What Is Causing North Sea Drilling Slump?

What Is Causing North Sea Drilling Slump?

Oil and gas firms may be adopting a “wait and see” approach before making further investment decisions in the North Sea, according to a new report from business advisory firm Deloitte.

 

The report, which details drilling, licensing and deal activity across North West Europe over the second quarter of 2014 and was compiled by Deloitte’s Petroleum Services Group (PSG), found a total of seven exploration and appraisal (E&A) wells were drilled on the UKCS.

This is significantly lower than the 12 wells drilled in the previous quarter and the 17 drilled in Q2 2013.

This drop may be down to companies controlling high costs and awaiting potential changes to the industry resulting from the Wood Review and the ongoing review of the North Sea fiscal regime.

There were also fewer deals completed this quarter compared with the previous three months.

Five deals in total were announced on the UKCS in Q2 2014, down from the 10 transactions reported in Q1.

This is also seven deals fewer than the 12 registered during the equivalent period in 2013.

There were no farm-ins reported at all in the last three months – which are generally a popular type of deal.

What Is Causing North Sea Drilling Slump?

Derek Henderson, senior partner in Deloitte’s Aberdeen office, said that the North Sea industry has been grappling with rising operating costs, which was having an impact on activity and investment decisions, particularly given the maturity of the region.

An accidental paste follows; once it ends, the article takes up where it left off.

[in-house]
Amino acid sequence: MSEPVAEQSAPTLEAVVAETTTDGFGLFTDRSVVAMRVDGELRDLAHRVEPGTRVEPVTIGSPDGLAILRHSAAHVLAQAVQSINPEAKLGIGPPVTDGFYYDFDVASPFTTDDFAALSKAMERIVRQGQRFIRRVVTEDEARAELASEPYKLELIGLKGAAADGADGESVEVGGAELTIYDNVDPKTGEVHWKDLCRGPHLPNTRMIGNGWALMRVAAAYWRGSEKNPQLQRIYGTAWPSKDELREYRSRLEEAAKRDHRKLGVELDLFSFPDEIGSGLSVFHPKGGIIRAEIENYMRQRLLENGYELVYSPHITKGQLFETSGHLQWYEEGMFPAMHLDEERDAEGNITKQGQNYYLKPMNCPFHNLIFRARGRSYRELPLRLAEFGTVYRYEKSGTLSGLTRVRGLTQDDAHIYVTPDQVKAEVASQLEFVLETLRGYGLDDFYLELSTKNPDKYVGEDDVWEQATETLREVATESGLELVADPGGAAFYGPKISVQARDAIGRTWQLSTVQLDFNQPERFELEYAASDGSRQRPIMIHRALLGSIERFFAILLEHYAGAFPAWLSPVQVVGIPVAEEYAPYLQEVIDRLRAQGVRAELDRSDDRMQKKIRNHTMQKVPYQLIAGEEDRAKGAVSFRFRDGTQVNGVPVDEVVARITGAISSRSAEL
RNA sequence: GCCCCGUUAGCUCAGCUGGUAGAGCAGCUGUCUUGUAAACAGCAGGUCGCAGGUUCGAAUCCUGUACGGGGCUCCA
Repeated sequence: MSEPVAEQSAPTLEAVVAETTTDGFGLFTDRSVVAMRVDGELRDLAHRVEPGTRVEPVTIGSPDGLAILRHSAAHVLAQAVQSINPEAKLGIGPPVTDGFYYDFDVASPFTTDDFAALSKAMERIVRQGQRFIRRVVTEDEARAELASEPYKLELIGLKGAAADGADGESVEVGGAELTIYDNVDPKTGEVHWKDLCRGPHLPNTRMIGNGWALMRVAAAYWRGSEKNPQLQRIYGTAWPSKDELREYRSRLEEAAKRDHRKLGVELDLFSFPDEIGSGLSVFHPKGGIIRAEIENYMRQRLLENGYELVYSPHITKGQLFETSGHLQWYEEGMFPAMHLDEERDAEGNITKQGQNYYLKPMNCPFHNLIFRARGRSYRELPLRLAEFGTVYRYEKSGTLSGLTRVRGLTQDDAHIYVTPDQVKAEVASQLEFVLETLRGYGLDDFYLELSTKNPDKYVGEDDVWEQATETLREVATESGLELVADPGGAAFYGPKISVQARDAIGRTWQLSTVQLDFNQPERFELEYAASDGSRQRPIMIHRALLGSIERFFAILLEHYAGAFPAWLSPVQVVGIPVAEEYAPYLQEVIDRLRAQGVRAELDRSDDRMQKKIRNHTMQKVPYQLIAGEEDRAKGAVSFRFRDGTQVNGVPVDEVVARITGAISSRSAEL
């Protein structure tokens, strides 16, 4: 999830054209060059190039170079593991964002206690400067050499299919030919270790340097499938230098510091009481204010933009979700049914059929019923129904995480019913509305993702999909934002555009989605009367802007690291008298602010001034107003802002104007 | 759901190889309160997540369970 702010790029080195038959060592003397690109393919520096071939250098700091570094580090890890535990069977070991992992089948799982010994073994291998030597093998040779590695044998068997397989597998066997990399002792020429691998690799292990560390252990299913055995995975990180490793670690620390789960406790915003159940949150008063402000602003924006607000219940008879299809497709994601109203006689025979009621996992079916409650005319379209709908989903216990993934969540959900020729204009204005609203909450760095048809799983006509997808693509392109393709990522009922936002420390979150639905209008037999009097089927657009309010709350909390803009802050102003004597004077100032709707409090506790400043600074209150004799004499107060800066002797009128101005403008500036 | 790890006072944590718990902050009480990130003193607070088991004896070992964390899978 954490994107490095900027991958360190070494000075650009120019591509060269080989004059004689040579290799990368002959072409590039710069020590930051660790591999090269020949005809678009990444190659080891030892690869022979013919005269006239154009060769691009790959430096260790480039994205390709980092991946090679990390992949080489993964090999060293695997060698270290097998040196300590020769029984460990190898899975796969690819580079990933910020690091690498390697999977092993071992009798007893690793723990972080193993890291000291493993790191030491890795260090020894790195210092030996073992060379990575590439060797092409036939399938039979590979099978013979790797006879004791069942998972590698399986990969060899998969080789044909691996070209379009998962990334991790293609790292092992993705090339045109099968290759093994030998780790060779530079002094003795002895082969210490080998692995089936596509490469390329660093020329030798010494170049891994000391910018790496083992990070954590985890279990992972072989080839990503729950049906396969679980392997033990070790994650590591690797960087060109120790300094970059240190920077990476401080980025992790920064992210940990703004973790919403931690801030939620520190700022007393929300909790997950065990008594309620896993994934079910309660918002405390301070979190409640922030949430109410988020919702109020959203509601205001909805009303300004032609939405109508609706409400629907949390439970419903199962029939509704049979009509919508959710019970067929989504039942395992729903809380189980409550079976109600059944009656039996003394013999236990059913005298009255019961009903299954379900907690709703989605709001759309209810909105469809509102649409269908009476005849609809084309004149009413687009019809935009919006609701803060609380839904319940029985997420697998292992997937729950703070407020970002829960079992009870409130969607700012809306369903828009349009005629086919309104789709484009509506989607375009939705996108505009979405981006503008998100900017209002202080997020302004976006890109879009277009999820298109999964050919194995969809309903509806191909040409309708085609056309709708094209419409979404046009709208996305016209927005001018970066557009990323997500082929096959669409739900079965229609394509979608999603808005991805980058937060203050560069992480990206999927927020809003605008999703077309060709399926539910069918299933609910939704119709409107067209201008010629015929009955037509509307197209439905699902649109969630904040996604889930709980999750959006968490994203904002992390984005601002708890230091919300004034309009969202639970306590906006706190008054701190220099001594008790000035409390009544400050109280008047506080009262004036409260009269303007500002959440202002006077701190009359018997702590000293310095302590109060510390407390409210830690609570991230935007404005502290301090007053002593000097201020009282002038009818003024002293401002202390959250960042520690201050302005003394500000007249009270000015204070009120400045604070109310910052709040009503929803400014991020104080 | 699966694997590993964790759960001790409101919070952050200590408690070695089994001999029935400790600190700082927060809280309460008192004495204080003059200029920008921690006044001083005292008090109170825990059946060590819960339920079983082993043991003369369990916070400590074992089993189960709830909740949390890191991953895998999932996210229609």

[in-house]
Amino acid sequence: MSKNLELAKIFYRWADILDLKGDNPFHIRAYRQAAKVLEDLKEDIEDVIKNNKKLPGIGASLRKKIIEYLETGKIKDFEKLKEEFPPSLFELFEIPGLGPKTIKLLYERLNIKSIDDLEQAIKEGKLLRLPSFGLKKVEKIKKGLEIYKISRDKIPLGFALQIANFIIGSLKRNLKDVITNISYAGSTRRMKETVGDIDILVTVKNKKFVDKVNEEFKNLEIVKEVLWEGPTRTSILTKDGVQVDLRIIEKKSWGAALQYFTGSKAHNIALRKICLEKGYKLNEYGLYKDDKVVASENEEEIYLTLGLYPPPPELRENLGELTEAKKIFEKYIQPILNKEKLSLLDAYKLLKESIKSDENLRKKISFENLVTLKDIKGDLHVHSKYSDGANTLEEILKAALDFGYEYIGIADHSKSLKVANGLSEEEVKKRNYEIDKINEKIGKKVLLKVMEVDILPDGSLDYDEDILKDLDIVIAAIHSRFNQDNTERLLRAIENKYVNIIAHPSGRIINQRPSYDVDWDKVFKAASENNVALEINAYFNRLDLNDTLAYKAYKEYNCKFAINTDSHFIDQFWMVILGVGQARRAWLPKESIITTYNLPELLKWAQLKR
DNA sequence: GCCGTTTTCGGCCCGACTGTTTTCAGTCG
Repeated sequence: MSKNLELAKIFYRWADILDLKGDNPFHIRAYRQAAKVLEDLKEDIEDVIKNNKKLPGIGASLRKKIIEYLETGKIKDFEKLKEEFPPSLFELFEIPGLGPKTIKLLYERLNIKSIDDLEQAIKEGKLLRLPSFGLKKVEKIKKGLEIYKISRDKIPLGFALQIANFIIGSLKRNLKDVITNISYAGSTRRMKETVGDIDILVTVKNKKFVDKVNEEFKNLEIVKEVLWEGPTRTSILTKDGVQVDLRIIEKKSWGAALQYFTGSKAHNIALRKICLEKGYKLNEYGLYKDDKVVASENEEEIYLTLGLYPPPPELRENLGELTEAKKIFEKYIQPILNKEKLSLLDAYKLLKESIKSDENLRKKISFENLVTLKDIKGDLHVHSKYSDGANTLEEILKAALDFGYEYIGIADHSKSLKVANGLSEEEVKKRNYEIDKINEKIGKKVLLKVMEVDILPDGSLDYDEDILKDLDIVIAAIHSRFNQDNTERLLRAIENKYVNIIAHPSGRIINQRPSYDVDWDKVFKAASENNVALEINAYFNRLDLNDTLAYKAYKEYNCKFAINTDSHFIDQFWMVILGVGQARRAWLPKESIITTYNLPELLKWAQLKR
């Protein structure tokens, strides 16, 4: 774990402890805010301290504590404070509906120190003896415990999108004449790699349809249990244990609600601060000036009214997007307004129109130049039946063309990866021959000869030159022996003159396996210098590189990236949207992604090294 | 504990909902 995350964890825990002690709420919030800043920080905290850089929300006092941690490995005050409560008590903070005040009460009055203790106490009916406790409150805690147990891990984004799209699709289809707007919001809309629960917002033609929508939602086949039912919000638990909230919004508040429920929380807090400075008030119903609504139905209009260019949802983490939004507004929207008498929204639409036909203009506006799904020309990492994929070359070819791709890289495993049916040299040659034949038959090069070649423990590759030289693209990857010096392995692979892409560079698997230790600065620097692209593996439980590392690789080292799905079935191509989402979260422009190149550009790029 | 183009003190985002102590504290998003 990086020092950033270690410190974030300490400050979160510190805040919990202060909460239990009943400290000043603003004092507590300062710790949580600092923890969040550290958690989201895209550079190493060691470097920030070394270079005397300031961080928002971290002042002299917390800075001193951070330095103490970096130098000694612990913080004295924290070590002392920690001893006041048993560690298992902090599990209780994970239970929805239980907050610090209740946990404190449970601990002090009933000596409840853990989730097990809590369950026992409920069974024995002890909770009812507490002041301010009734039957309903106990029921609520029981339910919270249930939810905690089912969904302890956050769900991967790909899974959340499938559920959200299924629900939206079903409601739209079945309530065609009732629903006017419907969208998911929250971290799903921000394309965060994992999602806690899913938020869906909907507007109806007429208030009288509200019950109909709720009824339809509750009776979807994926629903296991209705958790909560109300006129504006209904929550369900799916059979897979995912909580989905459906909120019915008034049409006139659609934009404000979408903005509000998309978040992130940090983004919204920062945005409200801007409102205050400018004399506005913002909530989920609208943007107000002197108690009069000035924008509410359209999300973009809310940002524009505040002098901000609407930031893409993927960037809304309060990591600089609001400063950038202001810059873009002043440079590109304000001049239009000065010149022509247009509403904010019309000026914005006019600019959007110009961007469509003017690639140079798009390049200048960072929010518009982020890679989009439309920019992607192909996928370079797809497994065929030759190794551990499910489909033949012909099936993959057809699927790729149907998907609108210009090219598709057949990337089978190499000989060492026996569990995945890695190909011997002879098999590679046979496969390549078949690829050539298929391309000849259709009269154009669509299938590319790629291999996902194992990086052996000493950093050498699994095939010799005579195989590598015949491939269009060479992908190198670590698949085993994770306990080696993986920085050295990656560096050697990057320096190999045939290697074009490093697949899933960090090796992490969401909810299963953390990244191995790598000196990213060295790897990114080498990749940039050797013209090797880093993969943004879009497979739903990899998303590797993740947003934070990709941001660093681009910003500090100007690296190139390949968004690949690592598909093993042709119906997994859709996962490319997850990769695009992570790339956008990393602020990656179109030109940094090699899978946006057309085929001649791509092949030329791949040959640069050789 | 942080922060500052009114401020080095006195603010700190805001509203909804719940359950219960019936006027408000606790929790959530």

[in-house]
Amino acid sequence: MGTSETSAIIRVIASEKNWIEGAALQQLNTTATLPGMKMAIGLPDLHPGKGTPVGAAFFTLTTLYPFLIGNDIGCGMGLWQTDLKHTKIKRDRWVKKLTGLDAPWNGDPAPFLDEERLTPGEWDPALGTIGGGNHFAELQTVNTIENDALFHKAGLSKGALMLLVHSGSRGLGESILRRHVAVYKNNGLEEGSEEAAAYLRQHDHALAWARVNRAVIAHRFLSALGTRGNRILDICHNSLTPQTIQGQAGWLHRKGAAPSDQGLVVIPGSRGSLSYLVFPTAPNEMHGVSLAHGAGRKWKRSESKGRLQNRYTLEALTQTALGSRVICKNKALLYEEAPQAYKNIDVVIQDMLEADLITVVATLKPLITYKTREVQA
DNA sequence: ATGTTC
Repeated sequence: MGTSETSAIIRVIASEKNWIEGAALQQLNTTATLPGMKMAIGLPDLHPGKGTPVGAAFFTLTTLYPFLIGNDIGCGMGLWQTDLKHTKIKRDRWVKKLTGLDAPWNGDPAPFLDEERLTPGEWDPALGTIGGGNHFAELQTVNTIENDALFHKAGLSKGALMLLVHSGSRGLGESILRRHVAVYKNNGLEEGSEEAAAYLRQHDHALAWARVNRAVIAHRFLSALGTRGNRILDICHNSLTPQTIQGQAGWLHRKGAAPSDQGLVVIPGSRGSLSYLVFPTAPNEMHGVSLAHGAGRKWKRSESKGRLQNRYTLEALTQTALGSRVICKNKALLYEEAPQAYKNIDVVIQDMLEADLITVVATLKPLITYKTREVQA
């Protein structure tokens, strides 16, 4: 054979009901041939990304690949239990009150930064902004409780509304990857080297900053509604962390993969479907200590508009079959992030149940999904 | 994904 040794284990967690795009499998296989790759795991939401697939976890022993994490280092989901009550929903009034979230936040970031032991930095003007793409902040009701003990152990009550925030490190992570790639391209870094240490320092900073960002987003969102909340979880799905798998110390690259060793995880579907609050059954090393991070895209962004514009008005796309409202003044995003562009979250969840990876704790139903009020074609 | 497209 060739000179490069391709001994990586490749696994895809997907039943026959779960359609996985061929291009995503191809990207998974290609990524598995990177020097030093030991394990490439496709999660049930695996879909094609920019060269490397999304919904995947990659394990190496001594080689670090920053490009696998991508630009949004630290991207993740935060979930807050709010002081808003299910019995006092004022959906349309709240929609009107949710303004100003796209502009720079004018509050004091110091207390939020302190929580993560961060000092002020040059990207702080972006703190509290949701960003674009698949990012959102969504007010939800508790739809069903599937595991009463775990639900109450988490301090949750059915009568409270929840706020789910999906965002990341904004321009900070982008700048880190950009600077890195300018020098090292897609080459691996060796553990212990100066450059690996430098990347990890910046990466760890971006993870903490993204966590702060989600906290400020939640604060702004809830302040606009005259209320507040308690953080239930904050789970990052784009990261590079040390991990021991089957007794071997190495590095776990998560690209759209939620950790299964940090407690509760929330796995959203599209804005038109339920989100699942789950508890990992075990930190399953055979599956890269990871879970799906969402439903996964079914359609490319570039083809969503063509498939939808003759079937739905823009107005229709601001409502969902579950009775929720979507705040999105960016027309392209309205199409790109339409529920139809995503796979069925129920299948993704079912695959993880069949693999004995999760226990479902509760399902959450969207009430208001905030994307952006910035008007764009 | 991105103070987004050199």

Henderson said: “It’s no secret that the costs facing oil and gas firms on the UKCS have been a significant issue for some time now.

Understandably, it tends to be more expensive to operate in mature fields where oil is much more difficult to recover.

Research suggests it’s now almost five times more expensive to extract a barrel of oil from the North Sea than it was in 2001.

What’s more, the drop we’ve seen in the number of farm-ins could indicate that companies are holding off before committing to longer term exploration investments.

Asset transactions, involving producing fields, remain at more consistent levels, which suggests companies are more confident in these types of deals, which can offer a quicker and less risky return.”

What Is Causing North Sea Drilling Slump?

Meanwhile, the UK’s oil and gas industry awaits the implementation of recommendations made in Sir Ian Wood’s ‘UKCS Maximising Recovery Review’, which included among its propositions the introduction of a new regulator – the Oil and Gas Authority.

Combined with the review of the North Sea’s fiscal regime, which was announced in last March’s UK Budget, Derek Henderson went on to say that oil and gas firms may well be adopting a “wait and see” approach until there was a better understanding of all the these changes and their impact.

Echoing this sentiment, a recent Deloitte poll of the industry, which looked at the issues facing the UKCS and how the fiscal regime could be used to address these, indicated that oil and gas firms felt the overall level of tax most needed to be addressed (46%).

This was followed by a more predictable and internationally competitive tax regime, which scored 27% and 15% respectively.

In addition, only 23% of respondents said they thought the current regime encouraged new entrants into the basin.

Press Release, July 18th, 2014;

 

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